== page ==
I consider it the height of condescension for someone like Ed Clark, the CEO of a bank to go around invoking Canadians in making arguments that are all his own. Just exactly where does Ed Clark get off saying that: “The Canadian population is extremely unhappy to see these deficits,"? What Canadians is he talking about? Did he conduct a poll? Unikely, since he didn’t invoke the results of a poll, but rather positions himself as a self appointed spokesperson for the people. To do so is the height of arrogance and the height of condescension, as I don’t need some bank CEO advancing his own personal and corporate agenda on the backs of what he alleges Canadians do and do not want. Canadians are quite capable of speaking for themselves without Ed Clark assuming that role on their behalf.
To invoke Canadians without actually polling Canadians or involving Canadians in the discussion in a formal consultative way, is merely to usurp Canadians’ rights and to usurp democracy itself and to leveraged the will of the people falsely, as Ed Clark is doing in exactly the same way that Stephen Harper often does. Thanks, but no thanks to both of them.
Ed Clark is famous for telling people what he thinks is best for them, like the time he tried to convince TD Bank client David Marshall by way of a letter that the income trusts tax that had destroyed David Marshall’s retirement savings and removed an essential investment option away from David and the other 75% of Canadians without a pension for whom this investment choice would result in a vastly diminished retirement lifestyle that this was somehow good, on the basis that killing income trusts brought increased certainty to the market.
I have never heard a more shallow, vacuous and intellectually dishonest argument for a policy move than that. Especially given that the argument was accompanied by the false invocation of alleged tax leakage as somehow justifying what the government had done to David Marshall as just, even though Ed Clark would probably be one of the first people (maybe the last?) to tell you that Jim Flaherty’s argument of tax leakage is a hoax, and therefore a fraud.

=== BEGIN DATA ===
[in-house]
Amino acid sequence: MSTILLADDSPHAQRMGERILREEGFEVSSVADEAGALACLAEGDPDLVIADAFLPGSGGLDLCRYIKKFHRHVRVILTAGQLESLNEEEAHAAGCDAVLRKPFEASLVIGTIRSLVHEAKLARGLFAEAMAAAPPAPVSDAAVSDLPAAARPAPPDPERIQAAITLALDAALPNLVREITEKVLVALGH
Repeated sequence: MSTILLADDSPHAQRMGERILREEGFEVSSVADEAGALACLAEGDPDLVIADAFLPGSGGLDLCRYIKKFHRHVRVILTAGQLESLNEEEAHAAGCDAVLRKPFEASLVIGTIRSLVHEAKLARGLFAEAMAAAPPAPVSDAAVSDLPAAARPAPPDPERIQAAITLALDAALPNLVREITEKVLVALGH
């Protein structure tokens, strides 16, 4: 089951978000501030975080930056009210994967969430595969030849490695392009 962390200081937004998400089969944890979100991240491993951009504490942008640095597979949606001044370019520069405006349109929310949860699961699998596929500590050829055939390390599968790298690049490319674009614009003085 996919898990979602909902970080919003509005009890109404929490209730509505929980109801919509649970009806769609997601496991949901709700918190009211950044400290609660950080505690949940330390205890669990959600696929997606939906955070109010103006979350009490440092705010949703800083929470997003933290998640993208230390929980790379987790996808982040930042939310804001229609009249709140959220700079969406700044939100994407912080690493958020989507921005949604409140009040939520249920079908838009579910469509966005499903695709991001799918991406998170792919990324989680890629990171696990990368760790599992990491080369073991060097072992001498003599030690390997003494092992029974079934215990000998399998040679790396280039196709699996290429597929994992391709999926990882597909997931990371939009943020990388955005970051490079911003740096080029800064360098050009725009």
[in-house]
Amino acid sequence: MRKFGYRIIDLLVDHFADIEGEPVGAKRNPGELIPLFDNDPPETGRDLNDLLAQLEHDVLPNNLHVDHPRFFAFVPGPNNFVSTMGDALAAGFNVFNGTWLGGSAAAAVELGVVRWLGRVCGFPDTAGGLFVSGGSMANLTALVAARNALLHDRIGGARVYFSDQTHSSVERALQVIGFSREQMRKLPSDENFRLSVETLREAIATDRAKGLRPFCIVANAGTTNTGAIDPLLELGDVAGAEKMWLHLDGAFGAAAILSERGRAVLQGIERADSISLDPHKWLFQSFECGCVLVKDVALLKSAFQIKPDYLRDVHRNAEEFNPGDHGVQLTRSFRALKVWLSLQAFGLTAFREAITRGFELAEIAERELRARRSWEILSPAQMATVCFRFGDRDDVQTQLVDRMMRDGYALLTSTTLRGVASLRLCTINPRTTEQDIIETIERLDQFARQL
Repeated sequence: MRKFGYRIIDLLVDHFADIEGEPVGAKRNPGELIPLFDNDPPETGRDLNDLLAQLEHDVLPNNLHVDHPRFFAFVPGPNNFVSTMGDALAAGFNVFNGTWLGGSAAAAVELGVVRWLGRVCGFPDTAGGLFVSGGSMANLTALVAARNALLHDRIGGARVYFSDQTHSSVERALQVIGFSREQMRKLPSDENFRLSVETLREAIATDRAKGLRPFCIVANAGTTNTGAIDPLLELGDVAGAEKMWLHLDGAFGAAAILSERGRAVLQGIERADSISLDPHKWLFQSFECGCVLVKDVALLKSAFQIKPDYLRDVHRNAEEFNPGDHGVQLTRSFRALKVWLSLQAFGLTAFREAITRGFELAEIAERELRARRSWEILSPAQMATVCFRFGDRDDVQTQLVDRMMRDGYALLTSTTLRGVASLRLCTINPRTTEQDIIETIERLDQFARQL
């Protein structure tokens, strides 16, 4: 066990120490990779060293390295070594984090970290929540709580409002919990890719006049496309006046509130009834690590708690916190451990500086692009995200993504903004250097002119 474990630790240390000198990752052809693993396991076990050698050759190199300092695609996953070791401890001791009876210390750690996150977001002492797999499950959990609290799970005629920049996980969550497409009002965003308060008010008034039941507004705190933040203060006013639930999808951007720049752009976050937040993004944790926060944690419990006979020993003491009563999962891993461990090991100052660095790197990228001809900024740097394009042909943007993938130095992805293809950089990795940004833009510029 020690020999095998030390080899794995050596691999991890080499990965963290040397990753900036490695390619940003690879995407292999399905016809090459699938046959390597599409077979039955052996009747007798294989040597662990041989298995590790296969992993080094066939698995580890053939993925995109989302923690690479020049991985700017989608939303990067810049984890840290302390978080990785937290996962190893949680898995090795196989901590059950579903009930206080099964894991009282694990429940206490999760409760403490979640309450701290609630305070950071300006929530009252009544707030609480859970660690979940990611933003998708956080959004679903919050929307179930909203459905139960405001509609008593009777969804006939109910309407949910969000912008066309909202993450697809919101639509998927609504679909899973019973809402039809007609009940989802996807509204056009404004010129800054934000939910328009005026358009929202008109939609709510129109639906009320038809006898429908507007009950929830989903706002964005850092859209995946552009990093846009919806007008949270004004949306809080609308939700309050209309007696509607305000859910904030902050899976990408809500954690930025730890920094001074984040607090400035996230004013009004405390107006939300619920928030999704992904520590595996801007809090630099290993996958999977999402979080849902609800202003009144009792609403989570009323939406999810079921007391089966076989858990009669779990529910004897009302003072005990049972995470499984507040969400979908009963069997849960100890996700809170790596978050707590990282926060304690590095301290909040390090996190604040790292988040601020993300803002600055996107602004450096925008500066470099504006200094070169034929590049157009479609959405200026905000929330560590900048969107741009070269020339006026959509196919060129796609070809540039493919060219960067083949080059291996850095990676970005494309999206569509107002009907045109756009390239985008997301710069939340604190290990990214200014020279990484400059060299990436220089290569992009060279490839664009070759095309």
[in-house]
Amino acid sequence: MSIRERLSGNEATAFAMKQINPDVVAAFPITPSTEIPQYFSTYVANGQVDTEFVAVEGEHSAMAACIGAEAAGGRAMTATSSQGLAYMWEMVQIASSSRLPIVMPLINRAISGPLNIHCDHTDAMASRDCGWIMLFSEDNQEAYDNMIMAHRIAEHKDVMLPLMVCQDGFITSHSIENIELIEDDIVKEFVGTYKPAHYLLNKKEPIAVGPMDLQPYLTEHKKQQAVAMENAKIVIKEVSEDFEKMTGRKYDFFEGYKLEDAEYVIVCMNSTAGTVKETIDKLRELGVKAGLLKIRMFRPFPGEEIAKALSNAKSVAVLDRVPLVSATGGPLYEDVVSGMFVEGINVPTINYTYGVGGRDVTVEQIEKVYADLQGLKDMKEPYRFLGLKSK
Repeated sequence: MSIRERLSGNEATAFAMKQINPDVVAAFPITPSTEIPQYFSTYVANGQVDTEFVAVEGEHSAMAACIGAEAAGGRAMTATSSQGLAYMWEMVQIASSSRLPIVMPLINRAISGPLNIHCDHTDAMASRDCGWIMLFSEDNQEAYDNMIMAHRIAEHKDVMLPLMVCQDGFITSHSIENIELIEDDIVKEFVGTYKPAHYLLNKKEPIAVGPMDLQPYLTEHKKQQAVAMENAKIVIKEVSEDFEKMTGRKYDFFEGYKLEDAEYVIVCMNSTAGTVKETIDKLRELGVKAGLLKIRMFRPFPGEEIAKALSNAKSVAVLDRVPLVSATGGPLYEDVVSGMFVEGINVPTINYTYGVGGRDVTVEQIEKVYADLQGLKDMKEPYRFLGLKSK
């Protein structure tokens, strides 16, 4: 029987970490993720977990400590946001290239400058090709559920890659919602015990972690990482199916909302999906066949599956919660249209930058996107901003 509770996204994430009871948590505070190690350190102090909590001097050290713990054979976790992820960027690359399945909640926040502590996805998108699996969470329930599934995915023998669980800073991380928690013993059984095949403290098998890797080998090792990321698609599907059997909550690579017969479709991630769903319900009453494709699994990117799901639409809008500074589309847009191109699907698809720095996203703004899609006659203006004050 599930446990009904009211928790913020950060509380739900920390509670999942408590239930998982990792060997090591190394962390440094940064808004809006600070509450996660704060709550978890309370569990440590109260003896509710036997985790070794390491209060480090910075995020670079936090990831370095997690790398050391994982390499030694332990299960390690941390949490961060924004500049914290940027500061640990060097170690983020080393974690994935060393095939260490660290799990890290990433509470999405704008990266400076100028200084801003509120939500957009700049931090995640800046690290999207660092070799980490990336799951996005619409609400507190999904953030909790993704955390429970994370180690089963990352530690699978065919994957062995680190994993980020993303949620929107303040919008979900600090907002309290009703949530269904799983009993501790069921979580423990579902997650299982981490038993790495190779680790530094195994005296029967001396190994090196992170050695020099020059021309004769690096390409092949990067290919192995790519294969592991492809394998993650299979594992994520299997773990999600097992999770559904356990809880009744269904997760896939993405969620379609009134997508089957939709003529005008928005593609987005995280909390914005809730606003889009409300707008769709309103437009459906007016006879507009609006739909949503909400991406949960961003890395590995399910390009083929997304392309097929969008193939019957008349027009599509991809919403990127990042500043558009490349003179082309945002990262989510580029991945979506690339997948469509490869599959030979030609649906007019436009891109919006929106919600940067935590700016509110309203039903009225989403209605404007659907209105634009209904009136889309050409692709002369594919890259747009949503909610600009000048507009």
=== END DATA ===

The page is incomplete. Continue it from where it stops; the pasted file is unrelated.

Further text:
To suggest that the income trust tax should be viewed by David Marshall, or anyone else for that matter, on the basis that it brought certainty is truly absurd, given the certainty aspect of what Ed Clark was referring to. He was referring to the certainty of a tax regime that would eliminate income trusts from the investment landscape, while completely ignoring the certainty that David Marshall and millions of other Canadians had assigned to the solemn election promise that the Prime Minister of Canada had made a mere nine months previously of promising that “A Conservative government will NEVER raid seniors nest eggs by taxing income trusts”. What was wrong with that era of certainty, Mr. Clark? Why are you not extolling the virtues of that era of certainty, rather than the trust tax era of certainty if market certainty truly were your bag, as opposed to the trust tax itself?
Speaking of Ed Clark’s much vaunted certainty. If Ed Clark actually has an understanding of the functioning of capital markets, as the CEO of a bank should be expected to, then he should have realized that there were other certainties that the trust tax that he so favoured were OBVIOUS to usher in. This is where Ed Clark’s actions are opposed by 87% of Canadians, since the Environics Research poll that we conducted that shows the Ignatieff Liberals in a four point lead over the Harper Conservatives was conducted on the basis of polling 1,000 Canadians (as opposed to 1 bank CEO or 150 members of the CCCE) and asking their opinion about the foreign takeover of income trusts caused by the income trust tax (favoured by Stephen Harper and Ed Clark). That polling research indicated that 86.8% of Canadians are opposed to the foreign takeover of Canadians business formed as income trust, that were made vulnerable to foreign takeover because the income trust tax served to artificially devalue them.
This outcome was totally predictable from the outcome, as people like me were saying and writing about that very thing during the 24 hours following Flaherty’s Halloween surprise, that I called an exercise in Happy Hollowing, as in hollowing out the Canadian ownership of Canadian businesses by creating a “tax arbirage” that discouraged Canadians ownership, and would result in the massive loss of taxes by making these businesses more attractive to foreign ownership and ownership by non taxable entities.